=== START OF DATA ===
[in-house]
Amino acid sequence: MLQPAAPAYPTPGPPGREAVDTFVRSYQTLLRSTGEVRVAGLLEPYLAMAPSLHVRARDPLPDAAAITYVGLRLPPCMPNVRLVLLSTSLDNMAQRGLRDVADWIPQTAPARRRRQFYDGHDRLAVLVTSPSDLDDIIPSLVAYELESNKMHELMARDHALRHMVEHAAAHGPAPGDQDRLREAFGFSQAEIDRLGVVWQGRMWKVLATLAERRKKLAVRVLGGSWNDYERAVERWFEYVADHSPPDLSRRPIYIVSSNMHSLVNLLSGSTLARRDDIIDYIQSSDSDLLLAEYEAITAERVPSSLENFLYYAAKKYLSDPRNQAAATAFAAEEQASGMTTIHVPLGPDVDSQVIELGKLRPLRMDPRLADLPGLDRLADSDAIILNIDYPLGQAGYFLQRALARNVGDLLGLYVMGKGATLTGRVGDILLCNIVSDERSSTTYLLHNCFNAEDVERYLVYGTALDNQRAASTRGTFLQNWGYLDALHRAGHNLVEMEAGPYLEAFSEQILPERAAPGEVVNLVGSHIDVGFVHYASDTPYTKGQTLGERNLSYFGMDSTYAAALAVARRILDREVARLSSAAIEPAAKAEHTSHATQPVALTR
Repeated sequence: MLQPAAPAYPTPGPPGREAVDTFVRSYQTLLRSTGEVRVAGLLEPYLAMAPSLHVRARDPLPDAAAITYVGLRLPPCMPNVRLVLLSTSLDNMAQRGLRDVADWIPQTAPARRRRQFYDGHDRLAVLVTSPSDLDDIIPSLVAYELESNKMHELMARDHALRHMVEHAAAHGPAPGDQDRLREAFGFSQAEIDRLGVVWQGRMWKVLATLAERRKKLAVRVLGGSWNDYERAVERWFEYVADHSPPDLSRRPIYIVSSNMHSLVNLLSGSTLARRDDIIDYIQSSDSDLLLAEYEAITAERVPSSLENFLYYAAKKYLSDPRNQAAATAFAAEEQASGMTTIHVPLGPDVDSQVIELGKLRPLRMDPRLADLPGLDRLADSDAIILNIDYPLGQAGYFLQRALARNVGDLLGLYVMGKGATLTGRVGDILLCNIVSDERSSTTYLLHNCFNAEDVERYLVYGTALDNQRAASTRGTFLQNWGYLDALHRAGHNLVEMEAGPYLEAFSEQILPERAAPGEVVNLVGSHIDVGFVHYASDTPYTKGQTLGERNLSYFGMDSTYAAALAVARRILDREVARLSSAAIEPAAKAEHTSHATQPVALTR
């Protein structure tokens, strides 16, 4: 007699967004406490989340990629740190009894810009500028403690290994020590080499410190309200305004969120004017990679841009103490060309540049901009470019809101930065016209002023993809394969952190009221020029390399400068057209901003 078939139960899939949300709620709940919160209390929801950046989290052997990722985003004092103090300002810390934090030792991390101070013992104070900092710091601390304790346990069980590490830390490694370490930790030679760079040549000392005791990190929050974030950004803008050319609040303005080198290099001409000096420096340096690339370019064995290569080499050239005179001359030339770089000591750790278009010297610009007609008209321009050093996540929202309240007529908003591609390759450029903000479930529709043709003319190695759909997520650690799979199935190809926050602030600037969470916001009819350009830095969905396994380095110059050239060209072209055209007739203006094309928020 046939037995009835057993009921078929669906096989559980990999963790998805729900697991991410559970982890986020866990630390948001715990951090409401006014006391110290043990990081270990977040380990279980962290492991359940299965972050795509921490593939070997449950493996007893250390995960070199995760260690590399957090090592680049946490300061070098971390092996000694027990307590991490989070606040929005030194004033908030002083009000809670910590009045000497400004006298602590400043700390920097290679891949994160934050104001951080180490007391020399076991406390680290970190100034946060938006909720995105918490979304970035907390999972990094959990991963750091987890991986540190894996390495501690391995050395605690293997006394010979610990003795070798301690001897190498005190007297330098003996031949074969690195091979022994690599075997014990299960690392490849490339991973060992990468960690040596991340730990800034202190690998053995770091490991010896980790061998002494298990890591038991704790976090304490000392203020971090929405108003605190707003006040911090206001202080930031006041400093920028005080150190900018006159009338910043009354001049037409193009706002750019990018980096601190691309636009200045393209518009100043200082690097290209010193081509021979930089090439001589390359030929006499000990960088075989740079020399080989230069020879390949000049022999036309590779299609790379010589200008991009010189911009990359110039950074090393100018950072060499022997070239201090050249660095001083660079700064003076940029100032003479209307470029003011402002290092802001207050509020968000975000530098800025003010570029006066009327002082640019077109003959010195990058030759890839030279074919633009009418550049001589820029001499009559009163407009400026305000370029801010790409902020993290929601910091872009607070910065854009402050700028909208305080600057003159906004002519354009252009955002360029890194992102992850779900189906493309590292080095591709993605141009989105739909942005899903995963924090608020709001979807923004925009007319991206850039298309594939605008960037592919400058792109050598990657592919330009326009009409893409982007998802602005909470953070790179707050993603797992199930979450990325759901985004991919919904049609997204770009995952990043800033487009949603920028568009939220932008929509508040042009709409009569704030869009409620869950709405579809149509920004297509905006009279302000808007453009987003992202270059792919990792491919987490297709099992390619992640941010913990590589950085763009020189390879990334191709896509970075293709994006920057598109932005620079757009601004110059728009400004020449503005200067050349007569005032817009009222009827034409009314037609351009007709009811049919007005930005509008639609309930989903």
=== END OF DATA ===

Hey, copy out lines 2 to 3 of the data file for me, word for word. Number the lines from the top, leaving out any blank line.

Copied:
Amino acid sequence: MLQPAAPAYPTPGPPGREAVDTFVRSYQTLLRSTGEVRVAGLLEPYLAMAPSLHVRARDPLPDAAAITYVGLRLPPCMPNVRLVLLSTSLDNMAQRGLRDVADWIPQTAPARRRRQFYDGHDRLAVLVTSPSDLDDIIPSLVAYELESNKMHELMARDHALRHMVEHAAAHGPAPGDQDRLREAFGFSQAEIDRLGVVWQGRMWKVLATLAERRKKLAVRVLGGSWNDYERAVERWFEYVADHSPPDLSRRPIYIVSSNMHSLVNLLSGSTLARRDDIIDYIQSSDSDLLLAEYEAITAERVPSSLENFLYYAAKKYLSDPRNQAAATAFAAEEQASGMTTIHVPLGPDVDSQVIELGKLRPLRMDPRLADLPGLDRLADSDAIILNIDYPLGQAGYFLQRALARNVGDLLGLYVMGKGATLTGRVGDILLCNIVSDERSSTTYLLHNCFNAEDVERYLVYGTALDNQRAASTRGTFLQNWGYLDALHRAGHNLVEMEAGPYLEAFSEQILPERAAPGEVVNLVGSHIDVGFVHYASDTPYTKGQTLGERNLSYFGMDSTYAAALAVARRILDREVARLSSAAIEPAAKAEHTSHATQPVALTR
Repeated sequence: MLQPAAPAYPTPGPPGREAVDTFVRSYQTLLRSTGEVRVAGLLEPYLAMAPSLHVRARDPLPDAAAITYVGLRLPPCMPNVRLVLLSTSLDNMAQRGLRDVADWIPQTAPARRRRQFYDGHDRLAVLVTSPSDLDDIIPSLVAYELESNKMHELMARDHALRHMVEHAAAHGPAPGDQDRLREAFGFSQAEIDRLGVVWQGRMWKVLATLAERRKKLAVRVLGGSWNDYERAVERWFEYVADHSPPDLSRRPIYIVSSNMHSLVNLLSGSTLARRDDIIDYIQSSDSDLLLAEYEAITAERVPSSLENFLYYAAKKYLSDPRNQAAATAFAAEEQASGMTTIHVPLGPDVDSQVIELGKLRPLRMDPRLADLPGLDRLADSDAIILNIDYPLGQAGYFLQRALARNVGDLLGLYVMGKGATLTGRVGDILLCNIVSDERSSTTYLLHNCFNAEDVERYLVYGTALDNQRAASTRGTFLQNWGYLDALHRAGHNLVEMEAGPYLEAFSEQILPERAAPGEVVNLVGSHIDVGFVHYASDTPYTKGQTLGERNLSYFGMDSTYAAALAVARRILDREVARLSSAAIEPAAKAEHTSHATQPVALTR